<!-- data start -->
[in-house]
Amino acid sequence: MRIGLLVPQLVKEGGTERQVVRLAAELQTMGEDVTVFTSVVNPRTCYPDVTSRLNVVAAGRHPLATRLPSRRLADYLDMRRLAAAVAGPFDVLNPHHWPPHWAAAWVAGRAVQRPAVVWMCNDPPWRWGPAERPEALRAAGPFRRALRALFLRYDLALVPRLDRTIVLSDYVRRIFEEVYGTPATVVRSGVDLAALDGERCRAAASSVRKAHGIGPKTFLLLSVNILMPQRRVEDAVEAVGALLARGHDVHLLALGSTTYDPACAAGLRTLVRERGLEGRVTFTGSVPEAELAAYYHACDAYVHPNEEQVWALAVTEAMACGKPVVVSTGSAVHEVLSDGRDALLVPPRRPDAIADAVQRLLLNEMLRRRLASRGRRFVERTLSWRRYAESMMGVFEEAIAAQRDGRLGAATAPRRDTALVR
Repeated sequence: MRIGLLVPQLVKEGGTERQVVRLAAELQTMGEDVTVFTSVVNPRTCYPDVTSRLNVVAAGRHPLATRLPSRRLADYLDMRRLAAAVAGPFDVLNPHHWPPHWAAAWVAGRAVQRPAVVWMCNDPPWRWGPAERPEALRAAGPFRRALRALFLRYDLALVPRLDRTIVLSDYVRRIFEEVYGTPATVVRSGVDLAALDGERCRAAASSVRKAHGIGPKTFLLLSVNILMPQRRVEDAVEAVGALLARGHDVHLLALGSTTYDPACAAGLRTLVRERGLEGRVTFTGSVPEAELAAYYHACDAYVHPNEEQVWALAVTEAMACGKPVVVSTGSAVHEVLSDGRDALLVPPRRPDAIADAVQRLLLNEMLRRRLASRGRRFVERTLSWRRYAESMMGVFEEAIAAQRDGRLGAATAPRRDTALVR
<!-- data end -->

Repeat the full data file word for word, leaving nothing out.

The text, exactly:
[in-house]
Amino acid sequence: MRIGLLVPQLVKEGGTERQVVRLAAELQTMGEDVTVFTSVVNPRTCYPDVTSRLNVVAAGRHPLATRLPSRRLADYLDMRRLAAAVAGPFDVLNPHHWPPHWAAAWVAGRAVQRPAVVWMCNDPPWRWGPAERPEALRAAGPFRRALRALFLRYDLALVPRLDRTIVLSDYVRRIFEEVYGTPATVVRSGVDLAALDGERCRAAASSVRKAHGIGPKTFLLLSVNILMPQRRVEDAVEAVGALLARGHDVHLLALGSTTYDPACAAGLRTLVRERGLEGRVTFTGSVPEAELAAYYHACDAYVHPNEEQVWALAVTEAMACGKPVVVSTGSAVHEVLSDGRDALLVPPRRPDAIADAVQRLLLNEMLRRRLASRGRRFVERTLSWRRYAESMMGVFEEAIAAQRDGRLGAATAPRRDTALVR
Repeated sequence: MRIGLLVPQLVKEGGTERQVVRLAAELQTMGEDVTVFTSVVNPRTCYPDVTSRLNVVAAGRHPLATRLPSRRLADYLDMRRLAAAVAGPFDVLNPHHWPPHWAAAWVAGRAVQRPAVVWMCNDPPWRWGPAERPEALRAAGPFRRALRALFLRYDLALVPRLDRTIVLSDYVRRIFEEVYGTPATVVRSGVDLAALDGERCRAAASSVRKAHGIGPKTFLLLSVNILMPQRRVEDAVEAVGALLARGHDVHLLALGSTTYDPACAAGLRTLVRERGLEGRVTFTGSVPEAELAAYYHACDAYVHPNEEQVWALAVTEAMACGKPVVVSTGSAVHEVLSDGRDALLVPPRRPDAIADAVQRLLLNEMLRRRLASRGRRFVERTLSWRRYAESMMGVFEEAIAAQRDGRLGAATAPRRDTALVR